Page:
Step into the unassuming front entrance of a refurbished old warehouse in Fort Worth, Texas, and you step at once into the past, present, and future of botany — the Botanical Research Institute of Texas (BRIT), an international resource that is uncommonly accessible to the public.
In recent years, the term “botany” has become passé; “plant sciences” is its rather sterile replacement. Universities that once had a department of botany now have a plant sciences laboratory. Once the realm of live plants, dried herbarium specimens, and a vasculum, botany has evolved into a high-tech field dominated by cellular, molecular, and genetic biology.
But botany in the traditional sense is alive and well at BRIT. Make no mistake about it, BRIT is not a time capsule where science looks back at what once was. It is a place where active, almost frenetic research stretches into 12-hour days and weekends for the four full-time staff members. BRIT director Dr. William F. Mahler greets visitors with a warm smile and friendly glint behind professorial spectacles. Collections manager Barney Lipscomb is more than eager to share his diverse botanical knowledge with the visiting researcher. Jayne Uerling, assistant to the director, is an energetic detail person who makes sure everyone’s needs are met, not to mention coordinating about 200 hours worth of volunteer help each month. Administrative assistant Steve Dunkly helps keep the whole operation moving like clockwork. Visitors can’t help but be amazed that this small staff keeps up with so large a task.
What sets BRIT apart from other botanical research institutions in the United States is its mission to bring botany to the public: To expand our knowledge and understanding of the plant world as the most basic of our world’s resources by caring for and maintaining the group of herbaria and botanical library collections it holds in trust, and by making these collections available to the scientific community and the general public as tools for research, education, environmental, and cultural enhancement.
And what will you find if you visit BRIT? Just inside the front door, you’ll encounter a special exhibit such as the recent “Woods of the World,” which included materials from Central America, Kenya, and Tanzania. A central feature of the exhibit was an ebony and gold-adorned reproduction of Queen Hetepheres’s throne chair. Predating King Tut by more than 2000 years, the 4000-year-old original represents the earliest known chair design.
Through a special climate-controlled entrance to the right, past the front desk, and up the stairs (or elevator), you enter the heart of BRIT. Herbarium cabinets line both sides of the long hall in neat rows. Specimens are arranged alphabetically by plant family, making access easy even for the nonbotanist. Work tables with dissecting microscopes, some piled high with books pulled for a research project, run the length of the hall. The warmth of old books and furniture is highlighted by the rich patina of hardwood floors. Here is where taxonomists plumb the secrets of plant relationships. BRIT’s herbarium collection comprises more than 400,000 specimens, including a pressed Heliotropium ternatum that dates back to 1791. Most of the plant families on the planet are represented; of the 628 recognized herbaria in the United States (collections with more than 5000 specimens), BRIT ranks in the top 25.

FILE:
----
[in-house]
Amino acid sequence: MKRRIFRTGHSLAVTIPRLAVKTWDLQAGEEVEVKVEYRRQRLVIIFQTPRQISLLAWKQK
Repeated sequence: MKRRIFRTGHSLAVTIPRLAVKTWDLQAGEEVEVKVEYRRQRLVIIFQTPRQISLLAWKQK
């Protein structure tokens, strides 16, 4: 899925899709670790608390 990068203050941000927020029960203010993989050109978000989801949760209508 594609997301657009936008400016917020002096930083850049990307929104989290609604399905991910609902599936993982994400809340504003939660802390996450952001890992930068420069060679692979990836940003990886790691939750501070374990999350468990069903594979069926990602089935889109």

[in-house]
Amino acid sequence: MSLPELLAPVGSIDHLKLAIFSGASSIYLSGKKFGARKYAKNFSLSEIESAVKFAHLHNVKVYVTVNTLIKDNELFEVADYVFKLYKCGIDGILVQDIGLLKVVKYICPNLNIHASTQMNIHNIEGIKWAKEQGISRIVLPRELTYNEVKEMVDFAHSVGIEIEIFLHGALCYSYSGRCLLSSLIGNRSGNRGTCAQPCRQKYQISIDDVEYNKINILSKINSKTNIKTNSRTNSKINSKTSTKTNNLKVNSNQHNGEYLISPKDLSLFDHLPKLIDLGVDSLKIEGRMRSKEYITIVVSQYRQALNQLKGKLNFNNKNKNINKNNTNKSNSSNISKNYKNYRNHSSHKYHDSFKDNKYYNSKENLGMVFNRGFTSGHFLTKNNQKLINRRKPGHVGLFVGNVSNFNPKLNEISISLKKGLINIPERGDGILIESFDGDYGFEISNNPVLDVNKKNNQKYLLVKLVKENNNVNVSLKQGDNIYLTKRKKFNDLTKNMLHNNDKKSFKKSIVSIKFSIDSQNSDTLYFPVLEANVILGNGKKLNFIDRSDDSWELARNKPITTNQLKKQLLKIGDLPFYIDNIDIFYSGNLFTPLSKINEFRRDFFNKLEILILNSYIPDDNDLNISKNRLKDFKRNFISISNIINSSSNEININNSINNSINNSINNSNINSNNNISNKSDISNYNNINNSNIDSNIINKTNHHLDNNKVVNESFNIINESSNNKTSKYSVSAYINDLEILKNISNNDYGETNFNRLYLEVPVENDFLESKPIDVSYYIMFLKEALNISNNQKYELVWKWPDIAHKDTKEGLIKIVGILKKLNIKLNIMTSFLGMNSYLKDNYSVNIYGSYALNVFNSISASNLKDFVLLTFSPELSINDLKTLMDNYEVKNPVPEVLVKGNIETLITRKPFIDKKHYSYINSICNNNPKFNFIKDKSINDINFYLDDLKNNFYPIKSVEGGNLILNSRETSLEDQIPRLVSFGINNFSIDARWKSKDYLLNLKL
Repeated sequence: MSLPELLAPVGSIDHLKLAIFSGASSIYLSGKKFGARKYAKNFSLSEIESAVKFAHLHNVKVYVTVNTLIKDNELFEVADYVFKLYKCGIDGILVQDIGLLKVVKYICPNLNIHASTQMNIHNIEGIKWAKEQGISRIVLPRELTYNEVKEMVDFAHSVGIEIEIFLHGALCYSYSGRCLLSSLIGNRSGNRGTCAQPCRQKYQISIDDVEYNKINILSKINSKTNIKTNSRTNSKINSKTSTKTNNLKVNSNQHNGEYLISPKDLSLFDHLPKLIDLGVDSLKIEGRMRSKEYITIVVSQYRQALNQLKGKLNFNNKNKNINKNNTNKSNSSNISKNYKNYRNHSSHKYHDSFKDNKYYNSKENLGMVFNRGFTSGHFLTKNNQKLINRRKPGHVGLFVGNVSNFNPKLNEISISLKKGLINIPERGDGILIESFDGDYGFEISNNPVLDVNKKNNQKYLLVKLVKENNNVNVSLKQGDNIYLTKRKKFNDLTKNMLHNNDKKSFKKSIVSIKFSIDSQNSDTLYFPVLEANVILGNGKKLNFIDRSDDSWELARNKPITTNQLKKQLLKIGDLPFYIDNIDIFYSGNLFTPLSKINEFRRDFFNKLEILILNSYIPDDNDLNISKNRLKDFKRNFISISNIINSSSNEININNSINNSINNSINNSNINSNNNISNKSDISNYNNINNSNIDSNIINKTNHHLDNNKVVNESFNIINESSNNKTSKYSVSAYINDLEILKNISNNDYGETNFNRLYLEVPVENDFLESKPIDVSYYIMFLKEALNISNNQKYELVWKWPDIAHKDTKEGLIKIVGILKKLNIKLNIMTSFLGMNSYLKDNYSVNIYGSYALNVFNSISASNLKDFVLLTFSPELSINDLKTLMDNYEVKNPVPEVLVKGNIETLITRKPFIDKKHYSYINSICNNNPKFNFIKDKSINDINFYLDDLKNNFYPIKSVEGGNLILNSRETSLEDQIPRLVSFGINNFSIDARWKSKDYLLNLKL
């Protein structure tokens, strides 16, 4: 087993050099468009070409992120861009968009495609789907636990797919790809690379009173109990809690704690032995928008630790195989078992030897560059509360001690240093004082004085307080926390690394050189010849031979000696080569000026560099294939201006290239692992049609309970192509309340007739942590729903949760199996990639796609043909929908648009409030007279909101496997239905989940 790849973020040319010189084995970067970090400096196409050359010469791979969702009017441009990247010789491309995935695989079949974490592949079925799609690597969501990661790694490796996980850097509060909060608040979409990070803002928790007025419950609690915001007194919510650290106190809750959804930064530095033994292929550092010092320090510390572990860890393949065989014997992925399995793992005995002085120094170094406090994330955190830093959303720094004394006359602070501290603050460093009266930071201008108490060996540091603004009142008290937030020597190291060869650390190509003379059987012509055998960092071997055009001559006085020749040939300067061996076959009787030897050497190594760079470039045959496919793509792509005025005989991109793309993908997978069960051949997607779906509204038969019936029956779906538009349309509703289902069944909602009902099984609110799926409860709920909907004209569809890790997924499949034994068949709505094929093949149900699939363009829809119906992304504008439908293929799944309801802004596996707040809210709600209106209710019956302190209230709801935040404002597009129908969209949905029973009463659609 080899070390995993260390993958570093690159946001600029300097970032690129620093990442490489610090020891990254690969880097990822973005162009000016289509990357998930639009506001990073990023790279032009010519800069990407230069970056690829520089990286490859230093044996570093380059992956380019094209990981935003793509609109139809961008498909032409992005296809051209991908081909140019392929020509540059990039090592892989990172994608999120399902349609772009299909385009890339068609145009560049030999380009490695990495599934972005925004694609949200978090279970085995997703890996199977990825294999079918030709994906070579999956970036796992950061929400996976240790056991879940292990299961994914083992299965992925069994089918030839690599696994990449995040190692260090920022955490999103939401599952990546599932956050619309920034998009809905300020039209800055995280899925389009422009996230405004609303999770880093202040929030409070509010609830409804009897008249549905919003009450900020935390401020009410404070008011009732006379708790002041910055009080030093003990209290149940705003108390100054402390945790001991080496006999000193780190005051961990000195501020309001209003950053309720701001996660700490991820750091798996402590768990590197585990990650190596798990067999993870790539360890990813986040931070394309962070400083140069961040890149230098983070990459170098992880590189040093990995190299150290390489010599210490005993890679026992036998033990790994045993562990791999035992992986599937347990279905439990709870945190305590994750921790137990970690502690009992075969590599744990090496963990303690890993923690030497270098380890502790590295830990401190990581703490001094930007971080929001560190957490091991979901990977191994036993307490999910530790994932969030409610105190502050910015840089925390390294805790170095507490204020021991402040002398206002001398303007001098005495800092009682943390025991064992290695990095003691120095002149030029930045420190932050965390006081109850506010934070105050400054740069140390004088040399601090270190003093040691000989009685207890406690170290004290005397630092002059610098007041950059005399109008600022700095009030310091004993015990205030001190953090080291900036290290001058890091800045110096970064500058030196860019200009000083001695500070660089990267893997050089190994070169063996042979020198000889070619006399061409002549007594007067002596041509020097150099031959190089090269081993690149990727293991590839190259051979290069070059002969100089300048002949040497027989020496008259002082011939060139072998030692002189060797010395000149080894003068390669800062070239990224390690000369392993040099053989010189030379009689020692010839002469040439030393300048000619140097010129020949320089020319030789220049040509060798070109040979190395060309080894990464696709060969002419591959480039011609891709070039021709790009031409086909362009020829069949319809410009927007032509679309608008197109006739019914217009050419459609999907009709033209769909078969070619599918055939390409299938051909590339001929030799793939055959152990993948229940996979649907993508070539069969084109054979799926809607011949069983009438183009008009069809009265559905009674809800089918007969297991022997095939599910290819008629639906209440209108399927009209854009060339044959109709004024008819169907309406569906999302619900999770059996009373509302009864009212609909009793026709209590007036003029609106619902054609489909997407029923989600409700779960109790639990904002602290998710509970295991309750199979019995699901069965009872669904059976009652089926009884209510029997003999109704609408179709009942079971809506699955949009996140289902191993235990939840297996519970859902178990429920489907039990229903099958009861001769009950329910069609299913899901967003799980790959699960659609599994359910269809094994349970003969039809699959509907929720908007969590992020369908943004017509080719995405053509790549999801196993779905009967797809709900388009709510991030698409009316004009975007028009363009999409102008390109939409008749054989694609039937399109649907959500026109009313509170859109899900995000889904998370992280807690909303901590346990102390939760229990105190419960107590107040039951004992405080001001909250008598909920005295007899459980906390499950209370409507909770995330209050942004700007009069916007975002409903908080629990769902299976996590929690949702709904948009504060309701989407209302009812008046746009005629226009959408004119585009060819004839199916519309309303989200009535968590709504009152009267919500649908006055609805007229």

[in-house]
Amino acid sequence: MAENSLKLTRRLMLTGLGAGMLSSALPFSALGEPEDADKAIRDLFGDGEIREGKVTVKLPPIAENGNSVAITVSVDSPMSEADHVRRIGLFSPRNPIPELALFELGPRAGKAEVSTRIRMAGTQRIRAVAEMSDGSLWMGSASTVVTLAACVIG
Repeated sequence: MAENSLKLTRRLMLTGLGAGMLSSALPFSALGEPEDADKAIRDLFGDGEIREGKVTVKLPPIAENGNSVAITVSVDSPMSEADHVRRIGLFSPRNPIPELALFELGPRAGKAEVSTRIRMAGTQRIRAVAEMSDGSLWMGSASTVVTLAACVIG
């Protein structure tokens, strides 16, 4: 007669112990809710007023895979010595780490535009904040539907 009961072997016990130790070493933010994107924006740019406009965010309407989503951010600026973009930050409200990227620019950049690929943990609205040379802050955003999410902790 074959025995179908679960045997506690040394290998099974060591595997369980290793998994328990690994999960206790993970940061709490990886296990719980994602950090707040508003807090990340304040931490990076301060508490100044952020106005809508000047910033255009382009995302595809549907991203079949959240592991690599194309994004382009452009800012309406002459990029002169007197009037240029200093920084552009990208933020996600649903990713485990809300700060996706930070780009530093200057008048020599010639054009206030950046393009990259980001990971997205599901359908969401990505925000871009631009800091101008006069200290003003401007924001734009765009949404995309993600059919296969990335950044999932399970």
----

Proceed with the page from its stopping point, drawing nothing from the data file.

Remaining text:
Books at BRIT
Unless you are a botanist, horticulturist, artist, or landscape architect who may want to look at a particular plant group, you probably don’t have much need for an herbarium. The general gardener, though, will find another treasure at BRIT — its 50,000-volume botanical library. Here you will find original copies of such seventeenth-century masterpieces as Gerard’s Herball and John Parkinson’s Theatrum Botanicum. A recent acquisition is a 1549 edition of Dioscorides’ first-century classic, De Materia Medica, the herbal that served as the basis for Western medicine for nearly 1500 years.
BRIT publishes Iridoids, a bimonthly newsletter, and professional journals including Sida — Contributions to Botany and Sida — Botanical Miscellany. Hundreds of periodicals are found in the BRIT library.
BRIT, Past and Future
BRIT was started in 1943 from the library and plant collections of Dr. Lloyd H. Shinners at Southern Methodist University. The university placed the collection on permanent loan to BRIT in 1987, and it moved to its present location in 1990. Rapidly outgrowing what must at first have seemed like spacious quarters, it will move again in 1993 to a new facility at the Fort Worth Botanical Garden. The move will make BRIT an even more valuable resource, with access to live plant material just a few steps away.
If you have reason to travel to Fort Worth or just need an excuse to go there, make it a point to visit BRIT. You will find the experience rewarding.
For more information on visiting or supporting BRIT, visit www.brit.org.